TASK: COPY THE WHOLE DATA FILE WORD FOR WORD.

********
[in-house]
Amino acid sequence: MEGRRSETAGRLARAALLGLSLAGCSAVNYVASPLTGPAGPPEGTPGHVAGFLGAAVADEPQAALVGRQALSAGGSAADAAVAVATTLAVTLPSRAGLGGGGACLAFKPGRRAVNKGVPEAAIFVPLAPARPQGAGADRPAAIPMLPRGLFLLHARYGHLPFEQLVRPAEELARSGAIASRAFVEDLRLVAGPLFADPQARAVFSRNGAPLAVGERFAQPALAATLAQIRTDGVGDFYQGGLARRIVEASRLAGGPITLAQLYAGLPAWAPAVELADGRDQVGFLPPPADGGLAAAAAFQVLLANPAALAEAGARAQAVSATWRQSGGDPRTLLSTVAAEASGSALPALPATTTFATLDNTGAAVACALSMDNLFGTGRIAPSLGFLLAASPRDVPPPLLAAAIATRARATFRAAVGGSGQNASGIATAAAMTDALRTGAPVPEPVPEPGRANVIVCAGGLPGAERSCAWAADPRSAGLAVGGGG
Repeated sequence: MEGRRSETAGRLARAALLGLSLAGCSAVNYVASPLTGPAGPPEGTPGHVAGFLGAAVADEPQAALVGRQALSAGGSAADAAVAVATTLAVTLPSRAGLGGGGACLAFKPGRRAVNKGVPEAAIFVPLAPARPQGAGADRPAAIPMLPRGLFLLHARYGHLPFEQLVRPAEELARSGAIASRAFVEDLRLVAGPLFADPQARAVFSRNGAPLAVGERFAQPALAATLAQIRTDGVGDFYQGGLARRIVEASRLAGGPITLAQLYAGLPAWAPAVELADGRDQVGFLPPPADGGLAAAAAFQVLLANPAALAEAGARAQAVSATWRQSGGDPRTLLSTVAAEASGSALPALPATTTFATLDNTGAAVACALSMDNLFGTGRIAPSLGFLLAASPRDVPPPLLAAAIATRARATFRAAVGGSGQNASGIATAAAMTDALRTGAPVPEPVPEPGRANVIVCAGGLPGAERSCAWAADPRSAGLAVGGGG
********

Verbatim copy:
[in-house]
Amino acid sequence: MEGRRSETAGRLARAALLGLSLAGCSAVNYVASPLTGPAGPPEGTPGHVAGFLGAAVADEPQAALVGRQALSAGGSAADAAVAVATTLAVTLPSRAGLGGGGACLAFKPGRRAVNKGVPEAAIFVPLAPARPQGAGADRPAAIPMLPRGLFLLHARYGHLPFEQLVRPAEELARSGAIASRAFVEDLRLVAGPLFADPQARAVFSRNGAPLAVGERFAQPALAATLAQIRTDGVGDFYQGGLARRIVEASRLAGGPITLAQLYAGLPAWAPAVELADGRDQVGFLPPPADGGLAAAAAFQVLLANPAALAEAGARAQAVSATWRQSGGDPRTLLSTVAAEASGSALPALPATTTFATLDNTGAAVACALSMDNLFGTGRIAPSLGFLLAASPRDVPPPLLAAAIATRARATFRAAVGGSGQNASGIATAAAMTDALRTGAPVPEPVPEPGRANVIVCAGGLPGAERSCAWAADPRSAGLAVGGGG
Repeated sequence: MEGRRSETAGRLARAALLGLSLAGCSAVNYVASPLTGPAGPPEGTPGHVAGFLGAAVADEPQAALVGRQALSAGGSAADAAVAVATTLAVTLPSRAGLGGGGACLAFKPGRRAVNKGVPEAAIFVPLAPARPQGAGADRPAAIPMLPRGLFLLHARYGHLPFEQLVRPAEELARSGAIASRAFVEDLRLVAGPLFADPQARAVFSRNGAPLAVGERFAQPALAATLAQIRTDGVGDFYQGGLARRIVEASRLAGGPITLAQLYAGLPAWAPAVELADGRDQVGFLPPPADGGLAAAAAFQVLLANPAALAEAGARAQAVSATWRQSGGDPRTLLSTVAAEASGSALPALPATTTFATLDNTGAAVACALSMDNLFGTGRIAPSLGFLLAASPRDVPPPLLAAAIATRARATFRAAVGGSGQNASGIATAAAMTDALRTGAPVPEPVPEPGRANVIVCAGGLPGAERSCAWAADPRSAGLAVGGGG